Electromagnetic relays are generally composed of iron cores, coils, armatures, contact springs, and the like.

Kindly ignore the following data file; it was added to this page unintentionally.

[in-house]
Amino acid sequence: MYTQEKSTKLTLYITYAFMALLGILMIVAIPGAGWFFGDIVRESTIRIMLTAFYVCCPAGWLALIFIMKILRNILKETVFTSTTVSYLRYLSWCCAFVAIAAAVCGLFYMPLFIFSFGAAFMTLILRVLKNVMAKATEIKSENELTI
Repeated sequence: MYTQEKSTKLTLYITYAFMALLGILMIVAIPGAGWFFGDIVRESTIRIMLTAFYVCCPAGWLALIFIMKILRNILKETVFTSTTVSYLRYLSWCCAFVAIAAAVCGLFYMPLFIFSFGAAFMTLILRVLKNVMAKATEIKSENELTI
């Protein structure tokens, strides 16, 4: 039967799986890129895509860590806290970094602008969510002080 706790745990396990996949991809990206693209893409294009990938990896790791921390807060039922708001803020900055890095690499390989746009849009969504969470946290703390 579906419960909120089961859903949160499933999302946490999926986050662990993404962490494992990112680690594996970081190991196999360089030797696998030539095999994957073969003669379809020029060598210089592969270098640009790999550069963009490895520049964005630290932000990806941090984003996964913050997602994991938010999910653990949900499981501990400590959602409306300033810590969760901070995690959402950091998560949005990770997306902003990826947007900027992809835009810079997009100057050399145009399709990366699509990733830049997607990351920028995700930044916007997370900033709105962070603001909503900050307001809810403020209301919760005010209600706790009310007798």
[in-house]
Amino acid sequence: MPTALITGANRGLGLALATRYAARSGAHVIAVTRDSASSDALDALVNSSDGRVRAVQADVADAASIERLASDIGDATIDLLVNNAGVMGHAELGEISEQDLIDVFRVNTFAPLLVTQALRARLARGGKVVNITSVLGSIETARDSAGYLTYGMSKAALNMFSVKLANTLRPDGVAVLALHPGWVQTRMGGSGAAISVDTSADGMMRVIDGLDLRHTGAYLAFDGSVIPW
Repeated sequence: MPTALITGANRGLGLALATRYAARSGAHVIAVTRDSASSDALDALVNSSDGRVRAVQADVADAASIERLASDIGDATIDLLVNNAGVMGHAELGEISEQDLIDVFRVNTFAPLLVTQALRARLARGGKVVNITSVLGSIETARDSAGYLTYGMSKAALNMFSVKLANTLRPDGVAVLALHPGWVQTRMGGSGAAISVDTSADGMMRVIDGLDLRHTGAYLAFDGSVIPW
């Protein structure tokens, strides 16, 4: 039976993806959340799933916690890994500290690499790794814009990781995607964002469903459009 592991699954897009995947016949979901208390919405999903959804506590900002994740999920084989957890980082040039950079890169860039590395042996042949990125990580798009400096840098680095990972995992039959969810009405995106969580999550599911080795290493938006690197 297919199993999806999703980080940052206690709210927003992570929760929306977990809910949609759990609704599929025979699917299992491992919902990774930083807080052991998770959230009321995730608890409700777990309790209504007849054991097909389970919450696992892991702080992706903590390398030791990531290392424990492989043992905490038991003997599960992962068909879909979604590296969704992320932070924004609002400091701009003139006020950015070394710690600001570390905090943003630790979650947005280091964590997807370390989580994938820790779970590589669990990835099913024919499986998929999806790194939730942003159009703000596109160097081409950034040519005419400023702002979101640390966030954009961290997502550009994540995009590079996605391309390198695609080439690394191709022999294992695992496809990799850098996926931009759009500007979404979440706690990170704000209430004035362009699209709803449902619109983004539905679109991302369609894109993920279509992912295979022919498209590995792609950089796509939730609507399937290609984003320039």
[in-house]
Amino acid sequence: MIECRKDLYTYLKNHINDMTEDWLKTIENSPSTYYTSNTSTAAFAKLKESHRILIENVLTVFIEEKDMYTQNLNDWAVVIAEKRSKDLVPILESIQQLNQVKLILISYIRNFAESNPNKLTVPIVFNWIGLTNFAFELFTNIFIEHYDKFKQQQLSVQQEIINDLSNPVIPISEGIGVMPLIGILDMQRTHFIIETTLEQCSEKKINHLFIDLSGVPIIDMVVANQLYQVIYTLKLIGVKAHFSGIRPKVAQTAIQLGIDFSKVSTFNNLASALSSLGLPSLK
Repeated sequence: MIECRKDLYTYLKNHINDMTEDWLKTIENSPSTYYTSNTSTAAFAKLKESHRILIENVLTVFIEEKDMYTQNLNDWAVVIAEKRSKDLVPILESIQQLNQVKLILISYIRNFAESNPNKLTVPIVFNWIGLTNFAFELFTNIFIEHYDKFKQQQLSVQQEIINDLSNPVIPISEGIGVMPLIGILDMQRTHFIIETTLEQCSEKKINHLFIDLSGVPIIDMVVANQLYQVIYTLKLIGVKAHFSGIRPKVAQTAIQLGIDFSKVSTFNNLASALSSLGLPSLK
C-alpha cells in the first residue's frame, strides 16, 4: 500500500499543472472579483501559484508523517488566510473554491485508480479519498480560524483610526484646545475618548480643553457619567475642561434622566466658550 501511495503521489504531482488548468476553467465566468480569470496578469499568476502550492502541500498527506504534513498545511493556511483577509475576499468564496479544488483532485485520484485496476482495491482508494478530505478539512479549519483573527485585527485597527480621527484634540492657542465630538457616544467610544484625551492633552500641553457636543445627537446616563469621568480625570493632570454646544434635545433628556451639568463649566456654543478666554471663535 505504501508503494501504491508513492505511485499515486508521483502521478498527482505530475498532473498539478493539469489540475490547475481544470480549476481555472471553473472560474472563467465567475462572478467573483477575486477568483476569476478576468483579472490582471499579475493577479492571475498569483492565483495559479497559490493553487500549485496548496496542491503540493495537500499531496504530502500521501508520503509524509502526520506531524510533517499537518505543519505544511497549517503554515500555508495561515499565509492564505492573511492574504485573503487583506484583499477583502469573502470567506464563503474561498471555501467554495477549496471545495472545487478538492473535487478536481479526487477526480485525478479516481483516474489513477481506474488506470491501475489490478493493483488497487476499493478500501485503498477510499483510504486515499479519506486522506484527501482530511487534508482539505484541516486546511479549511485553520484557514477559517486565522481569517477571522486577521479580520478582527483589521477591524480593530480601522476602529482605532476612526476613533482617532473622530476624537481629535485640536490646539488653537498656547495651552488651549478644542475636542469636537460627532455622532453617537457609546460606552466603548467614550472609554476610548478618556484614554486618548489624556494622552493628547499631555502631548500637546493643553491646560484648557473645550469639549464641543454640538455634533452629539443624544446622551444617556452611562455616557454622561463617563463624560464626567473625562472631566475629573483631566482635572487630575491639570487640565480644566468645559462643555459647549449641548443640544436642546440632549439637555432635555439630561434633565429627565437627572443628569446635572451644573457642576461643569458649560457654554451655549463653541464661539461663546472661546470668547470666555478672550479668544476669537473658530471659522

As long as a certain voltage is applied to both ends of the coil, a certain current flows in the coil, thereby generating an electromagnetic effect, and the armature will absorb the pulling force of the return spring against the iron core under the action of the electromagnetic force attraction, thereby driving the armature. The moving contact is in contact with the stationary contact (normally open contact). When the coil is de-energized, the electromagnetic suction force also disappears, and the armature returns to the original position in the reaction force of the spring, so that the movable contact and the original static contact (normally closed contact) are released. This is sucked and released, thereby achieving the purpose of turning on and off in the circuit. For the "normally open, normally closed" contacts of the relay, it can be distinguished as follows: a static contact that is in an open state when the relay coil is not energized, called a "normally open contact"; a static contact that is in an on state It is a "normally closed contact". Relays generally have two circuits, which are low voltage control circuits and high voltage working circuits.